Marketing the connection to sell more produce.
Only one food group universally and incontestably is linked to health and longevity – fruits and vegetables. So why, according to Centers for Disease Control, does only one in 10 Americans eat the recommended number of daily servings? Why do ubiquitous programs such as 5 A Day and More Matters barely move the stubborn consumption needle?
Today’s consumers send mixed messages. In the most recent Produce for Better Health Foundation report: Primary Shoppers’ Attitudes and Beliefs Related to Fruit & Vegetable Consumption, 2012-2016, respondents rank eating more vegetables, less sugar and more fruit as factors most important to good health. Yet they say they don’t eat enough, and consumption dropped from 2014 to 2016. The International Food Information Council (IFIC) Foundation’s 2017 Food and Health Survey found that a majority of consumers say they seek health benefits from what they eat, but almost half can’t identify a single food or nutrient with health benefits.
Meanwhile, the produce industry continues to search for answers. Might the longevity connection resonate with today’s consumers, and what can the produce industry do to market it?
Retailers are on the Front Line
According to Rick Stein, vice president, fresh foods, Food Marketing Institute (FMI), Arlington, VA, produce department staff members play an important role in sharing health messages with older and younger shoppers. “Holistic health is an emerging and growing trend. Our research shows Millennials, in particular, want information about fruits and vegetables, so knowledgeable staff members are critical. Educating consumers with relevant health and wellness information can encourage purchases and build loyalty and trust.”
“Health and wellness, with a focus on produce and fresh, have to be incorporated into a business model for competitive advantage,” says Sue Borra, RD, chief health and wellness officer, FMI. Borra predicts the current trend toward meal kits and solutions offers opportunities to blur lines between departments and encourage staff members to work together on health messaging.
Hannaford Brothers Co., Scarborough, ME, prepares produce associates to answer questions and explain unfamiliar items. The supermarket chain holds regular “huddles” for sharing information and highlighting new programs and items. Its Guiding Stars nutrition navigation program, which helps consumers find the most nutritious foods in the store, shines in the produce department. Dietitian Allison Stowell, RDN, says “through Guiding Stars, nutrition demonstrations, sampling, classes and tours, Hannaford shares health messages with customers and allows them to experience and learn about fresh produce.”
Rick Hogan, produce education director, Hugo’s Family Marketplace, Grand Forks, ND, has become a highly trusted health advisor whose mission is to share his passion about produce to help consumers eat more healthfully. Hogan presents seminars in the local high school, as well as in senior centers, that teach people how to choose and care for fruits and vegetables, noting shoppers will turn away from produce if items spoil at home and have to be thrown away. “I show people that eating fresh produce can be less expensive than snack foods, and that’s before considering the cost of medical care, doctor visits and medicines for people who don’t have a healthy diet.”
With the abundance of positive messages about produce and longevity, retailers can’t go wrong promoting fresh fruits and vegetables to their customers. “Messages about produce and longevity are making their way to the public, and customers will be making purchasing decisions based on this information,” says Leslie Redmond, PhD, RDN, nutrition communications specialist, California Strawberry Commission, Watsonville, CA. “Retailers can gain the trust and loyalty of their customers by stocking and promoting foods like strawberries because it shows they are invested in their customers’ health and well-being.”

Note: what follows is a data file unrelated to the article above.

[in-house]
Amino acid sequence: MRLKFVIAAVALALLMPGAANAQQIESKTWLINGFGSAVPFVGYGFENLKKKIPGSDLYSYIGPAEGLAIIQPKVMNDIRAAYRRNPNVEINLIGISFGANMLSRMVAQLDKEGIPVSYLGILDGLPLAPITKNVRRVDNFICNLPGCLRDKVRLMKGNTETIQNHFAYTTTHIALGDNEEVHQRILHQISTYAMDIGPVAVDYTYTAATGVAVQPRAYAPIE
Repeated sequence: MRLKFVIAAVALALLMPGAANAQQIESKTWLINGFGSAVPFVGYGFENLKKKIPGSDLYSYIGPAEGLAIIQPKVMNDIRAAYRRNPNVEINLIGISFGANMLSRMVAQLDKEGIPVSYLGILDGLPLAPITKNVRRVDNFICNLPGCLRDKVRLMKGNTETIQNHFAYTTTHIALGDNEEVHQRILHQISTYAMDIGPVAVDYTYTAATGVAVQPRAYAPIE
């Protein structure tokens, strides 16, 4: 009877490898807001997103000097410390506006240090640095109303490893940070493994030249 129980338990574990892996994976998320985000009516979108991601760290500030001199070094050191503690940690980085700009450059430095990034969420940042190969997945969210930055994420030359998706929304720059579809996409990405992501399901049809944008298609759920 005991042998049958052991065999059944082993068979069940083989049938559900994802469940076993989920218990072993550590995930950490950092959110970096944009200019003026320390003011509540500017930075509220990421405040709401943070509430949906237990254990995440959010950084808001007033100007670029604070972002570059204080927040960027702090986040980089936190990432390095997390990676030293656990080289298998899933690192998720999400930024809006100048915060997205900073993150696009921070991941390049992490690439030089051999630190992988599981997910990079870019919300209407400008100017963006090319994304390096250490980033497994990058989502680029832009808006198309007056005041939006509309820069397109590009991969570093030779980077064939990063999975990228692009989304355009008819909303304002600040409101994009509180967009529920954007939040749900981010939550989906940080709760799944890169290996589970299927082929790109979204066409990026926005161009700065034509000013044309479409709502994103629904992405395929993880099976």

Retailers face the challenge of not being heard when they communicate about health and longevity. Barbara Ruhs, RDN, an Arizona-based supermarket dietitian who works closely with Avocados from Mexico, asserts, “Stores have a lot of message noise. Generic health messages may not have impact because consumers have seen and heard them for years. That’s where subliminal marketing tools from trade associations, such as displays, packaging and the Heart Check logo, can be helpful for educating store personnel and customers at point of purchase.”
“In some chains, retail dietitians create a ‘bridge’ between the pharmacy by promoting produce as part of pharmacy-based customer counseling sessions.”
— Shari Steinbach, Retail Consultant
Supermarket chefs can and should be part of the health marketing team. The Culinary Institute of America’s (CIA’s) Strategic Initiatives Group provides a portfolio of health and wellness initiatives for foodservice professionals through conferences and materials. The CIA encourages a plant-forward style of cooking and eating that emphasizes and celebrates, but is not limited to, plant-based foods. In retail, the CIA’s Appetites + Innovations collaborative and forum convenes senior executives and decision-makers to advance culinary cultures and innovation in prepared foods, grocerants and foodservice located within retail settings. CIA students, including those who accept jobs in supermarkets, learn in their nutrition classes about the health-enhancing characteristics of fruits and vegetables.
The supermarket dietitian can serve as an important ambassador for the produce department. New research by the Alliance for Food and Farming, Watsonville, CA, names dietitians and nutritionists as the most credible sources for information. “In-store dietitians are in a unique position to influence consumer food choices,” says Bil Goldfield, director, corporate communications, Dole Food Company, Westlake Village, CA. “They can provide nutrition consultations, health events, cooking classes, customized store tours and much more. Working with in-store dietitians is an effective way to communicate health and longevity messages to consumers.”
“In some chains, retail dietitians create a ‘bridge’ between the pharmacy by promoting produce as part of pharmacy-based customer counseling sessions,” explains Shari Steinbach, RD, a Grand Rapids, MI-based retail consultant formerly with Meijer. “The pharmacy also is a great place to educate senior shoppers on produce benefits to long-term health.”